Boat burial The placing of a great person's body in a ship is seen in Viking burials, such as the Oseberg ship in Norway, which was buried and sealed around AD 800. Barrows were erected over boat burials during the Saxon period, and the Sutton Hoo boat burial excavated in Suffolk during 1938–39 was that of an East Anglian king of Saxon times.

Burial rites Burial is an important area in archaeology, although reconstruction of ritual may be problematic. It is extremely difficult to reconstruct the society of an individual in a burial, and evidence from burial mounds is subject to differing interpretations. However, grave objects, such as a folding iron chair discovered in a barrow from the Roman period at Holborough, Kent, may offer useful clues to understanding the peoples of the past, suggesting status (perhaps by the presence of imported materials, or of particular styles of artefacts) or showing (by the type and number of objects), the different values placed by a society on old and young, male and female.

Funerary practices varied according to place and social organization. Use of anthropological theory is important in the development of processual archaeology pioneered by the US archaeologist Lewis Binford, which looks at processes of cultural change such as dealing with the dead. The placing of cemeteries and tombs – for instance, their relationship to the homes of the living – is also important. Evidence suggests that Neolithic society gave way to the less egalitarian Bronze Age, and this may be read in the manner of burial – the move from communal graves to those defining an individual as a chief, with associated grave goods. There is also not necessarily a direct link between a simple society at the level of a tribe, and its funerary remains. The elaborate landscape of Neolithic megaliths in Europe arose out of a ‘simple’ farming-based society.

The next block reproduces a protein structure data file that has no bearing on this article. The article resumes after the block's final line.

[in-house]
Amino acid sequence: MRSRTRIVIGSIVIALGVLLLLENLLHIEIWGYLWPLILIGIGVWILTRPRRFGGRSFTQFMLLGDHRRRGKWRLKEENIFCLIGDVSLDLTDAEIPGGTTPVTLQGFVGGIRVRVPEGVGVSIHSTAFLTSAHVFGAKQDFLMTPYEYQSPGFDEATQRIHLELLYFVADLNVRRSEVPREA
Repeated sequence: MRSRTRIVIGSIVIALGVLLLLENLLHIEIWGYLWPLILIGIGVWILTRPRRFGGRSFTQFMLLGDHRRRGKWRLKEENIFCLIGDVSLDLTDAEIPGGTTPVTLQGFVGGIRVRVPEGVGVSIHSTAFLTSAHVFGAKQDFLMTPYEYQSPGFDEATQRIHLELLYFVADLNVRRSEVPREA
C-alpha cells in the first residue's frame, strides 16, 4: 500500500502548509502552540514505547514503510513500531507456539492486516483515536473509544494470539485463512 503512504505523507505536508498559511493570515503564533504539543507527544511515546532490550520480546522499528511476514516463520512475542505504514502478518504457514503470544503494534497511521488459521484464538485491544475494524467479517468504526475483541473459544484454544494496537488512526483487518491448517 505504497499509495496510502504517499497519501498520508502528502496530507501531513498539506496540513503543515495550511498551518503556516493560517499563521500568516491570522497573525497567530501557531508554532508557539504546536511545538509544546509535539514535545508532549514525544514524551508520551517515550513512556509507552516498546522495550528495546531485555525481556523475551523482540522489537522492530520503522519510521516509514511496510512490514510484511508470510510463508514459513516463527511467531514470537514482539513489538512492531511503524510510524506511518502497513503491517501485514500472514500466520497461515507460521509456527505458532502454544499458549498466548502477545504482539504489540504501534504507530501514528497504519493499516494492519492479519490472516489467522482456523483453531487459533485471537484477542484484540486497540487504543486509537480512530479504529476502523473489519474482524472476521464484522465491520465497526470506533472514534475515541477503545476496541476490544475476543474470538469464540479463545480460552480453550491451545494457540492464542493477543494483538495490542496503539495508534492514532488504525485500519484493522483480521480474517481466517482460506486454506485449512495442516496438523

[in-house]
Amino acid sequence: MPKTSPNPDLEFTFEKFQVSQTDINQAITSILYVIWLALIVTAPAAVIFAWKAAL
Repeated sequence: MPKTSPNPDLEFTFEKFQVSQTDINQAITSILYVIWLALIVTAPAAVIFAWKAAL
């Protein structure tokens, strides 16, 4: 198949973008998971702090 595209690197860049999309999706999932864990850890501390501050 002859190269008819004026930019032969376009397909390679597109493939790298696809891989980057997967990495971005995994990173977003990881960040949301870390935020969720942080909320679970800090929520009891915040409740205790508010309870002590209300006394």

Burial in the Bronze Age was by inhumation (burial of the body), but later cremation became usual, with the ashes being placed in a pottery cinerary urn. The burial was always a single one. Recent excavation has shown frequent evidence of a complicated funeral ceremony based on seasonal rites and centred round a ‘mortuary house’ in which the remains were placed. Cremation replaced inhumation in Iron Age Greece in the 11th century BC.

Historical writing Descriptions of grave mounds from the classical period include that of Hector in the Iliad, and a detailed account of the burial mounds of Scythian chieftains written by the Greek historian Herodotus. The Anglo-Saxon epic poem Beowulf ends with a vivid depiction of burial rites, including the erection of a barrow over the ashes from the funeral pyre.

Current terminology The term barrow is often associated with the 19th-century practice of ‘barrow digging’, looking for valuables, a practice that caused considerable damage to and often loss of archaeological material. In some cases, however, it led to more careful and systematic excavation. The term burial mound or grave mound is more commonly used in archaeology today, because it gives an indication of the purpose of the structure in the landscape, but ‘barrow’ continues to be used. The generic name tumulus is often applied to a round barrow.

© RM, 2018. All rights reserved.